Bridging the gap between military and commercial markets with IP
Updated: Sep 12, 2019
The link between the defense industry and commercial markets is broken. For decades, the flow of IP between military and commercial markets generated disruptive technologies ranging from microwave ovens to the internet.
However, a string of high profile commercial failures in the early 2000's coupled with recent increases in defense spending have led defense contractors to double down on their core markets.
At the same time, the A&D industry has struggled to incorporate commercial (COTS) technology into its offerings, despite clear interest from the government. The need to tap into commercial markets has manifested in both government projects like the Defense Innovation Unit (DIUx) and corporate strategies (e.g., Lockheed Martin's $200M corporate venture fund).
Despite these efforts, there is still significant room for improvement, and recent developments in the government space create additional urgency:
Demand for commercial technology in major acquisitions: As requirements for COTS technology in defense acquisitions become more common, competition for access to commercial companies and technologies is becoming more intense. This is compounded by global OEMs looking to gain access to US markets
Uncertain defense spending outlook: While the latest budget still projects defense increases, outlook for FY23+ is increasingly uncertain. As long as "peak defense" is a possibility, A&D companies need to find alternative cash-flows to hedge against USG downside
New competitors entering the market: Technology firms like Amazon have sophisticated strategies to manage their own IP and aggressively acquire differentiated IP in the market
Given these circumstances, defense firms need to focus on two key strategies to get unlock the value of their IP.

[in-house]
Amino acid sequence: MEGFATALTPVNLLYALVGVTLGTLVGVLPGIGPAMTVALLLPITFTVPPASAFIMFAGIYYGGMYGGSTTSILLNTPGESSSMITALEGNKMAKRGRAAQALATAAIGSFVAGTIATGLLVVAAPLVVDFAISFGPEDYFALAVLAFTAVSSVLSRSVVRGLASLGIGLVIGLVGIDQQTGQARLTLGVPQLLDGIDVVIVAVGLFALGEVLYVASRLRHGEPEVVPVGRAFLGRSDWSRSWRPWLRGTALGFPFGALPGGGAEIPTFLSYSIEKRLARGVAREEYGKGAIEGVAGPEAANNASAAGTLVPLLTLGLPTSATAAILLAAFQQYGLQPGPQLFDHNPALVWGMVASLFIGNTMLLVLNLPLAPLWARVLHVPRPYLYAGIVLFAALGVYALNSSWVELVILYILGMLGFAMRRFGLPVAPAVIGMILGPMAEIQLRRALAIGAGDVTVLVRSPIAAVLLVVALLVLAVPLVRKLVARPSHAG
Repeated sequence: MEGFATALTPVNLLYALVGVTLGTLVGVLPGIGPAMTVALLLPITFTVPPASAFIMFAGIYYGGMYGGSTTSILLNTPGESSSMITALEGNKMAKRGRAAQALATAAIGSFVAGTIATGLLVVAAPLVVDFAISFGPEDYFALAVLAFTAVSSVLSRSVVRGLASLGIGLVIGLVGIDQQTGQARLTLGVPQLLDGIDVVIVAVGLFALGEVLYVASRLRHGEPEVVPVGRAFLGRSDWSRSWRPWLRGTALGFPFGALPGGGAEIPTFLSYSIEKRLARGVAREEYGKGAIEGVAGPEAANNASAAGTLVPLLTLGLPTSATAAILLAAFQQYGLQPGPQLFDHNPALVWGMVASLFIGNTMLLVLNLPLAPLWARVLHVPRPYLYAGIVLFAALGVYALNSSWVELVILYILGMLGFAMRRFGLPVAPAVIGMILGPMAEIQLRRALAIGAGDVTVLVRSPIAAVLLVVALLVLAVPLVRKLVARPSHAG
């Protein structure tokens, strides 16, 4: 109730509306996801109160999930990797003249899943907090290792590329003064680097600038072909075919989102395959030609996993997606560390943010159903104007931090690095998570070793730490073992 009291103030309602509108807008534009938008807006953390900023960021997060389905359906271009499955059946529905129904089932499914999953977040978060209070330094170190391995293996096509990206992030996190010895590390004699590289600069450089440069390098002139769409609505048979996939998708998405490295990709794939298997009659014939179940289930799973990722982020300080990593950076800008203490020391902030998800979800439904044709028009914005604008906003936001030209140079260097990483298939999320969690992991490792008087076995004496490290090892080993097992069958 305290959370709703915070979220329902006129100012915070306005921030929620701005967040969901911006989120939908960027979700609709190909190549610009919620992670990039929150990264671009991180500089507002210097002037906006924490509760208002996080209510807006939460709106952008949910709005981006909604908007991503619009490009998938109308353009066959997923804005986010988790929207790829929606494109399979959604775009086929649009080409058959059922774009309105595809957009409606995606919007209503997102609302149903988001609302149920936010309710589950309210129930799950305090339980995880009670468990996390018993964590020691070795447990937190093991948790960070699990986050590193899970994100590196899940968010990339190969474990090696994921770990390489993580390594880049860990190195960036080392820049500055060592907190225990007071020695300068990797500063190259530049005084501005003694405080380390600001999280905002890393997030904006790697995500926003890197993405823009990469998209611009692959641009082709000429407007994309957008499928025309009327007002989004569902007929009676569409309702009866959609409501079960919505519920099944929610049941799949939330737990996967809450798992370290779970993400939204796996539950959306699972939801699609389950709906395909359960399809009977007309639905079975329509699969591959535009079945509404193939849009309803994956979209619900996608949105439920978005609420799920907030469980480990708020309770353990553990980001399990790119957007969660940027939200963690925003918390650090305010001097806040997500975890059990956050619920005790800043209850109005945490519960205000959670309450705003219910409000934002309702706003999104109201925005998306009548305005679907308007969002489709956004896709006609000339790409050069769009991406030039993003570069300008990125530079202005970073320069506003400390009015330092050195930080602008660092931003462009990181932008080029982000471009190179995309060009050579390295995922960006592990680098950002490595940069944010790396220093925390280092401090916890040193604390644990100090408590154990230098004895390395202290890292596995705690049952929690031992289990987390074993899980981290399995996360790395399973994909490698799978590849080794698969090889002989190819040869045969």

Better Visibility Leads to Smarter Investment Decisions
First, companies need better visibility into their own IP portfolios and into the external IP landscape. Currently, visibility into a company's IP portfolio is limited to their general counsel's office, if that. And companies have almost no visibility into external IP landscapes.
Imagine a CEO entering a new market with no data on size, competitors, or ROI. And yet, companies are essentially doing this when they make technology investment decisions without understanding the IP landscape.
With the right IP data, a company can make the right investment decision based on their existing technologies, the maturity of competitor's offerings, and the availability of similar technologies in commercial markets.
Commercialization Drives Differentiation
Defense firms have always been hesitant to commercialize technologies, focusing instead on the next major government procurement. However, successful technology commercialization ultimately makes companies more competitive. When done strategically through licensing or joint ventures, commercialization can lead to millions in new cash-flows. While this may not directly impact stock price, it can fund entire new R&D projects or lead to higher margins. On top of this, greater commercial adoption of a technology drives down its unit cost, allowing a company to provide it to the government for less than other contractors.
At Tradespace, we've combined cutting-edge IP analytics with deep knowledge of defense markets to build a SaaS platform that helps defense companies be more competitive and make smarter technology investments. We use machine learning and AI to turn 100M patent documents into actionable intelligence.
Additionally, we provide access to cutting edge technology from over 300 of the top Federal Labs, Universities and FFRDCs. Through our partnerships with accelerators, and innovation hubs, we can also connect companies with disruptive start-ups across every technology vertical.